Creation is seen as unified cooperation within trinitarian theology early in the Church’s life and Paul’s letters. In regards to calling and grace, Orrey McFarland suggests that “Paul’s experience should be interpreted primarily with that of his churches’ experience of divine creation .”21 McFarland argues that grace has two distinct but similar meanings in Galatians. The first is that God’s calling will manifest in the new creation of the one called and then through the one called. “In Galatians God’s grace is primarily and most fundamentally the gift of Christ, the gift without which there are no other gifts.”22 A logical thread can be followed from Christ’s faithfulness to Paul; Paul’s faithfulness is that of Christ’s faithfulness to the Galatians; the Galatians faithfulness is that of Christ’s faithfulness to others; the other’s faithfulness is that of Christ’s faithfulness to us; our faithfulness is that of Christ’s faithfulness to be given, not to ourselves, but to others. The reason is for freedom (Gal. 5:1) and love (Gal. 5:22-23) with πίστις

20 J. N. D. Kelly, Early Christian Doctrines (Peabody, MA: Prince Press, 1960), 18.
“There is a crude, unformed matter, without character or quality; and there is the dynamic reason or plan (λόγος) which forms and organizes it.”

21 Orrey McFarland, Horizons in Biblical Theology, vol. 35, issue 2 (Leiden, Netherlands: Brill Publishers, 2013), 156. .

22 Ibid., 156.

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as translated properly in the subjective genitive for the benefit of others, not for ourselves. McFarland states that this “letter begins with Paul’s invocation that the Galatians receive grace and peace ‘from God our Father and the Lord Jesus Christ,’ where the single ἀπὸ governs both God and Jesus as the unified source of the gifts.”23 To which I would claim remains unchanged throughout history.

Only through the concept of πίστις [ ̓Ιησοῦ] Χριστοῦ understood in the subjective genitive as the faithfulness of Christ or Christ faith does the continuity of Paul’s justification understanding keep with the biblical modus operandi of God. Along with the understanding of the creative element, there is also the biblical understanding of God as the one who is faithful. Jesus, God incarnate, would operate in the same way as faithful and whose faithfulness is equal to that of God. The understanding should default to the Old Testament concept of God’s faithfulness as we see throughout the Psalms (Ps. 57:3; 61:7; 77:22; 86:15; 89:8) and in relation to Israel. “The LORD passed by before him and proclaimed: ‘The LORD, the LORD, the compassionate and gracious God, slow to anger, and abounding in loyal love and faithfulness, keeping loyal love for thousands, forgiving iniquity and transgression and sin...’” (Ex. 34:6-7a NET). Paul echoes this attribute in 2 Timothy 2:11-13 (NET),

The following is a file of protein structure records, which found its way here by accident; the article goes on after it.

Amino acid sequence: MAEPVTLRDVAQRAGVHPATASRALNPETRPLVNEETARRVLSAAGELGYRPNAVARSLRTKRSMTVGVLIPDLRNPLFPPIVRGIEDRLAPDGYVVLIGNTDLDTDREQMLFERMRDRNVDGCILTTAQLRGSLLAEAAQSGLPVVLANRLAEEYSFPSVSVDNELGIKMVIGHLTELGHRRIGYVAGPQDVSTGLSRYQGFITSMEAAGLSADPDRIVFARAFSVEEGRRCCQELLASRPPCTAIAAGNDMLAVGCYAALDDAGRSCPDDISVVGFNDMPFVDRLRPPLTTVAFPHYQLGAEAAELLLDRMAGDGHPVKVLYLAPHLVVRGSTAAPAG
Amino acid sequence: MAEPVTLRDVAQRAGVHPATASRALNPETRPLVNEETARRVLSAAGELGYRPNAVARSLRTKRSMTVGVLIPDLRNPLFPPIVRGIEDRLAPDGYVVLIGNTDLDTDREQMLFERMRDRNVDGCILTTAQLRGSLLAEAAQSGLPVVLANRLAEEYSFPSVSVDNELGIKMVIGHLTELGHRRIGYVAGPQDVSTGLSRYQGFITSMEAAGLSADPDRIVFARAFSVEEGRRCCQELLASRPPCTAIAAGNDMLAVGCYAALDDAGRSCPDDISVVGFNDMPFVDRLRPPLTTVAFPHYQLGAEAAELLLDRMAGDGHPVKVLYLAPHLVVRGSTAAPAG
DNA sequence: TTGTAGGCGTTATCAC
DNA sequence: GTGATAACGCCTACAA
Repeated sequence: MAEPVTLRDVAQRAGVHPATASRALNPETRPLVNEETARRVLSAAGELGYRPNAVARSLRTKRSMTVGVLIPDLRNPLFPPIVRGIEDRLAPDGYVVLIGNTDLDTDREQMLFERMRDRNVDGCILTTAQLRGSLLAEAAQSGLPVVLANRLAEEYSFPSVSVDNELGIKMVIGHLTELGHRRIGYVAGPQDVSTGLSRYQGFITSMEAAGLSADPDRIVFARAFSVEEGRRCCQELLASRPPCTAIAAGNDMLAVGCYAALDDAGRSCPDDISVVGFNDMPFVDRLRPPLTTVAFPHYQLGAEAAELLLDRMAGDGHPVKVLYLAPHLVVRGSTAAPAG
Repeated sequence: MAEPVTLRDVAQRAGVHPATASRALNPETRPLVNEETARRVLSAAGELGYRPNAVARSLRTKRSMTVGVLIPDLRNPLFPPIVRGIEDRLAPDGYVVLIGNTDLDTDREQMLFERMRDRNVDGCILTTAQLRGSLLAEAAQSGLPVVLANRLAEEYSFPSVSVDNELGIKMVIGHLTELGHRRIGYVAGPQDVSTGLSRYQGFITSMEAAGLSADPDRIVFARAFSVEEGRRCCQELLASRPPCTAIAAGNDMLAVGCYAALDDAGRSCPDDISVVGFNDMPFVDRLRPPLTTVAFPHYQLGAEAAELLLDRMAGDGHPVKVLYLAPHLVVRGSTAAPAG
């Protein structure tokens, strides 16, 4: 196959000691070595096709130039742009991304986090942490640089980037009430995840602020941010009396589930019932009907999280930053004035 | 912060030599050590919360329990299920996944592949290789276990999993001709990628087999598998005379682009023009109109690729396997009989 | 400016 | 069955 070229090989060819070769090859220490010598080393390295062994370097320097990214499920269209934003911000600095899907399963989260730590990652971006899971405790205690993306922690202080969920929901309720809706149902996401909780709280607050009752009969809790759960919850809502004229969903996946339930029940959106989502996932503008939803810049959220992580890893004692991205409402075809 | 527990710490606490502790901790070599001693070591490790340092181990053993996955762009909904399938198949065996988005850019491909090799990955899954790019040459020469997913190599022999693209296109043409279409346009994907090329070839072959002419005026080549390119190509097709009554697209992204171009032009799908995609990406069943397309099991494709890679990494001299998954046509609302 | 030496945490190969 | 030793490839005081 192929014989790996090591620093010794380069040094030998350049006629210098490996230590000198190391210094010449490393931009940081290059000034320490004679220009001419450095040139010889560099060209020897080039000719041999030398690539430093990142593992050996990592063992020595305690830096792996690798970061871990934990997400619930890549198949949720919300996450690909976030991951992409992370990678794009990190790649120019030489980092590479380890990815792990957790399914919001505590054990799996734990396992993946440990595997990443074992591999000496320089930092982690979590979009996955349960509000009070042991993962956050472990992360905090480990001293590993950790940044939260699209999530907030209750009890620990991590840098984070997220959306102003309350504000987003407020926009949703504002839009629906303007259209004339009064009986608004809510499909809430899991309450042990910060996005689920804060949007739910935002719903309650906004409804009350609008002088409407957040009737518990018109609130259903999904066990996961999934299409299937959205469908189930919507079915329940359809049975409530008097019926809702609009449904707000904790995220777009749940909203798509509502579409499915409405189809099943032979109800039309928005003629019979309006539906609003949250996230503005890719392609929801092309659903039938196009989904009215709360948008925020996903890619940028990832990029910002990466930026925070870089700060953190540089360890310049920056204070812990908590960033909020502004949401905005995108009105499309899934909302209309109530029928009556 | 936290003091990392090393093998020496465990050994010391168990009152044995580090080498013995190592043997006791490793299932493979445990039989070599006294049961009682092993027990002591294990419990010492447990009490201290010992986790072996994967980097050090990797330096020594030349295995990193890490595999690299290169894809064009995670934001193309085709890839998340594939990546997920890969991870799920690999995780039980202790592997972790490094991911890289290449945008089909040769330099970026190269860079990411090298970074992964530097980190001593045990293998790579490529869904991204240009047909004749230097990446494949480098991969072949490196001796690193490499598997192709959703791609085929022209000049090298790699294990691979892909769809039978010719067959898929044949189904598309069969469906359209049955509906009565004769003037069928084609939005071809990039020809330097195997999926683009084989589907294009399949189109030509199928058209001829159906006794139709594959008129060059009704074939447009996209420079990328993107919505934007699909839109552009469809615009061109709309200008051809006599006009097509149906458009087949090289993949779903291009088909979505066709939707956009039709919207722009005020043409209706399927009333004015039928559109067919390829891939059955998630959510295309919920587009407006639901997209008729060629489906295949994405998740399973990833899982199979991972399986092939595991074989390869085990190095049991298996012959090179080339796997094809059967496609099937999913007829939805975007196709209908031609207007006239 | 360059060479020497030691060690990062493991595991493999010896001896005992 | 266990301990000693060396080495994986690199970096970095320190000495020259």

This saying is trustworthy:
If we died with him, we will also live with him.
If we endure, we will also reign with him.
If we deny him, he will also deny us.
If we are unfaithful, he remains faithful, since he cannot deny himself.

23 Ibid., 156.

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The hope of salvation in both testaments rests on God’s righteousness, faithfulness, and creative calling. Christ is holy and so we are holy as we are in Christ. 1 Peter 1:16 and Lev. 11:44-45 state this reality and recognize the faithfulness of God through the faithfulness of Christ.

N. T. Wright translates Gal. 2:16, “We know that a person is not justified by the works of the law, but through the faithfulness of Jesus the Messiah; so we came to believe in the Messiah, Jesus, so that we might be justified by the faithfulness of the Messiah, and not by works of the law...”24 Wright further states “in response to ‘the faithfulness of Jesus the Messiah’, Paul declares (2.16b) that ‘this is why we too believed in the Messiah, Jesus; so that we might be declared ‘righteous’ on the basis of the Messiah’s faithfulness, and not on the basis of works of the Jewish law.”25

Martinus C. de Boer advocates for a subjective genitive strongly supported by Galatians 3:22-25,

In 3:22, Paul refers once again to “the faith of Jesus Christ,” as he does in 2:16a; in the verses that immediately follow (3:23-25), Paul speaks of “Faith” (pistis) in a personified way, as a virtual synonym for Christ (3:24): Faith “came” onto the world stage at a certain juncture in time (3:23, 25), as Christ himself did (3:19)...Faith is not here an intrinsic human possibility nor even a human activity... “Faith” functions as a metonym for Christ... “Faith” here is thus something that belongs to or defines Christ himself.26

Douglas Moo, who would object to the subjective genitive, admits this is a strong argument.

Of course, if the genitive construction at the end of verse 22 is construed as subjective, then “the faith” in verse 23 will refer to the faith/faithfulness exercised

24 N. T. Wright, Justification (Downers Grove, IL: InterVarsity Press, 2009), 117.
25 N. T. Wright, Paul and the Faithfulness of God (Minneapolis, MN: Fortress Press, 2013), 967. 26 Martinus C. de Boer, Galatians (Louisville, KY: Westminster John Knox Press, 2011), 149.